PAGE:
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Taking Issue   |    
Access to Quality Care Matters
Steven S. Sharfstein, M.D.
Psychiatric Services 2002; doi: 10.1176/appi.ps.53.3.235
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What happens when full-risk capitated approaches are used with persons who have severe and persistent mental illness and who are treated in the public sector? After 150 years of state-supported care and 30 years after deinstitutionalization from state hospitals, the care of public-sector patients with long-term mental illness, funded mostly through Medicaid, is managed in many states through for-profit behavioral health care carve-outs. Costs are contained by limiting inpatient and outpatient care to the services deemed the most medically necessary. This approach represents rationing based on utilization review. And when the clinician or the clinic is put at financial risk through capitation, the cause for concern for our most vulnerable patient populations is magnified.

Managed care, of course, is not the first effort to save money at the expense of the care and treatment of patients who have chronic psychiatric illness. In the 19th century large state institutions tried to spend as little per patient per day as was humanly feasible. In the 20th century we witnessed the wholesale dumping of these patients into unprepared communities and the resulting public health crisis of the incarcerated mentally ill and the homeless. Today there are many concerns about the impact of managed care on this very same population.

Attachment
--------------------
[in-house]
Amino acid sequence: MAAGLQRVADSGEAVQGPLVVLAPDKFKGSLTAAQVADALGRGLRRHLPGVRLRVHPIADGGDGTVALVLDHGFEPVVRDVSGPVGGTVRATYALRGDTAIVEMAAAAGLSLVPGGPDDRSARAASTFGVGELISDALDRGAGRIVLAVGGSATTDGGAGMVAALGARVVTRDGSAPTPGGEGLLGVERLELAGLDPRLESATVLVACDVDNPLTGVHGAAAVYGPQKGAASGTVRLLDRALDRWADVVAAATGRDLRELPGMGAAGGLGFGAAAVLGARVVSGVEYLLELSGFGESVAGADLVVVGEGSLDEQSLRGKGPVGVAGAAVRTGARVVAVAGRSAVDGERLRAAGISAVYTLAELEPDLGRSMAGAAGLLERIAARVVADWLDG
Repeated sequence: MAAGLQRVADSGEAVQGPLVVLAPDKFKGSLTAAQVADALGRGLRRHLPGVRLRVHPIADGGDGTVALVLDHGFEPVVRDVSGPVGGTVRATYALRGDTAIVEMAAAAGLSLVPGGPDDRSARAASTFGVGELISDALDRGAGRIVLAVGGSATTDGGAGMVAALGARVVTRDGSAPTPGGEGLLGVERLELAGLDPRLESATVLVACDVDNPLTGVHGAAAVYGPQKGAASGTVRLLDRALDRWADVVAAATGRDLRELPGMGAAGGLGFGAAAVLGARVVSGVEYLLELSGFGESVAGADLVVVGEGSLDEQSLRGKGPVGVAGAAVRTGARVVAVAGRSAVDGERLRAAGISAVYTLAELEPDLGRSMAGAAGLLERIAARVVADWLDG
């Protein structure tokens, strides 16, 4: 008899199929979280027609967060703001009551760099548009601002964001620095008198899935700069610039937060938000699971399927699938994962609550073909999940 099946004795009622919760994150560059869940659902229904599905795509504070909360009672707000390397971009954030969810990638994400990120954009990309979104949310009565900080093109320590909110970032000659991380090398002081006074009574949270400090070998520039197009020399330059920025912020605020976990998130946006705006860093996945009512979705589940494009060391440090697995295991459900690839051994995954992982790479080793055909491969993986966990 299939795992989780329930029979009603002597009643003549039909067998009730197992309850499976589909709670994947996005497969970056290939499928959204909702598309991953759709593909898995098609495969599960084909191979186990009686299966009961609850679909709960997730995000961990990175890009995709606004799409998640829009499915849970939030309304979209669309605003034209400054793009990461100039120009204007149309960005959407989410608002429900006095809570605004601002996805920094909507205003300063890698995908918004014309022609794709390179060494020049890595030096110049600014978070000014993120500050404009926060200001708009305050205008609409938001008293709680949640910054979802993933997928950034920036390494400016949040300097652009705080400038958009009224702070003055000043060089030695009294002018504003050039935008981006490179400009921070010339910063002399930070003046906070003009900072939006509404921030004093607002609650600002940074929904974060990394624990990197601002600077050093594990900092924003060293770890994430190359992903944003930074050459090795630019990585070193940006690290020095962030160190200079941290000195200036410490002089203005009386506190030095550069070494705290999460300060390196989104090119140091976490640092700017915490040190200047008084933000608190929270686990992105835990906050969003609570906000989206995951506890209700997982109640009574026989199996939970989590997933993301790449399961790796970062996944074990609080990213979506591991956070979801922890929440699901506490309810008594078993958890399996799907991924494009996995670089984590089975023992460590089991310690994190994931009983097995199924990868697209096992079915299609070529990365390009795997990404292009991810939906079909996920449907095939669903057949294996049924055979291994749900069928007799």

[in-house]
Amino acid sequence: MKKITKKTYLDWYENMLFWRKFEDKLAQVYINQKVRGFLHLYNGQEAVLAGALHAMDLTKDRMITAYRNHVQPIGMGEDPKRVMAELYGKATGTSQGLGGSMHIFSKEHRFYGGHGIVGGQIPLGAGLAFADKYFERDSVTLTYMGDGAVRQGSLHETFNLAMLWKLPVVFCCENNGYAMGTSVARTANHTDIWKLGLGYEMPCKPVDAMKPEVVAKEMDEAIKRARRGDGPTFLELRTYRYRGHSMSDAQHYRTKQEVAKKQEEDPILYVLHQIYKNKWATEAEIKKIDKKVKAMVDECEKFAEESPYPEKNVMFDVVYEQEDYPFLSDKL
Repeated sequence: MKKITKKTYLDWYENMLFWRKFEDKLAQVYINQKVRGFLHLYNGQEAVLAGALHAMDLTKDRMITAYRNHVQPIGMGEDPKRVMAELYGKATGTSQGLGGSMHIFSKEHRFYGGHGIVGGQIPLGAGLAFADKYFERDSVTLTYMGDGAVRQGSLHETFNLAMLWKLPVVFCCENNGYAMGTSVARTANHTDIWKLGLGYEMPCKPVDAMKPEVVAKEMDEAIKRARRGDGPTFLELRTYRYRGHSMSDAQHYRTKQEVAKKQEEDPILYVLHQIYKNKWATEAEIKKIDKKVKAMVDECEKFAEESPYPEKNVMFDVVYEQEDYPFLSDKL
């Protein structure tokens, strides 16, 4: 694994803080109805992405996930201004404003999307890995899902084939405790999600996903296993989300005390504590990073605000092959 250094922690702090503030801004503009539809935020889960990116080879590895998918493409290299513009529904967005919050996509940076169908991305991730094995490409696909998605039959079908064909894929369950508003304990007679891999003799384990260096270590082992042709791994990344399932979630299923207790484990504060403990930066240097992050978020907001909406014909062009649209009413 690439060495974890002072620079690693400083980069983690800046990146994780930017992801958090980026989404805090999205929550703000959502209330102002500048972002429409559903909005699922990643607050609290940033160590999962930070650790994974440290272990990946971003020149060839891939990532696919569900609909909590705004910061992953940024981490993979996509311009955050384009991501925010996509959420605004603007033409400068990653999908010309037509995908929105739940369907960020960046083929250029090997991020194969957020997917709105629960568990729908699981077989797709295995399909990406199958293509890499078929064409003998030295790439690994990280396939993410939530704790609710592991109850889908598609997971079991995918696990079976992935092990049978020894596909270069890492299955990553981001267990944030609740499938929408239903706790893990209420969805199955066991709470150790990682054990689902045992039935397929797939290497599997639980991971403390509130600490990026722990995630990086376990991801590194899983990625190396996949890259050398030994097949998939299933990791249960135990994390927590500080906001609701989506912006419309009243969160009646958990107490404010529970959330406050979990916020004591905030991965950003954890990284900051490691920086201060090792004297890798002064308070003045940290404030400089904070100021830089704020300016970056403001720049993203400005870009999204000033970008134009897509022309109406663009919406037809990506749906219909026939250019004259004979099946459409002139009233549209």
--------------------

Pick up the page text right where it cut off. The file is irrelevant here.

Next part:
In this issue of Psychiatric Services, two articles provide data to justify these concerns. Morrissey and his colleagues and Boothroyd and his coauthors found that enrollees in plans in which services were covered under capitation used significantly fewer services than enrollees in no-risk programs. In the study by Morrissey and associates, patients in the at-risk program had significantly poorer outcomes. Although case management, financed separately, was provided more abundantly in the at-risk program, outcomes measured at six months clearly showed that this funding arrangement did not substitute for access to treatment. Patients in the study by Boothroyd and his colleagues who were enrolled in the at-risk program were also significantly less satisfied with services.

Patients and families, mental health advocates, psychiatrists and other clinicians, and public health administrators must be especially vigilant in the rationing of access to care for people with serious and persistent mental disorders. When clinicians are put at risk, they face an ethically slippery slope in today's cost-conscious medical marketplace. It is not surprising that such rationing leads to poor outcomes. But cost-containment efforts should be made explicitly through our democratic process, not implicitly through private managed care contracting that shifts too much risk to clinicians as they try to deliver high-quality care to all in need while ensuring their own economic survival.




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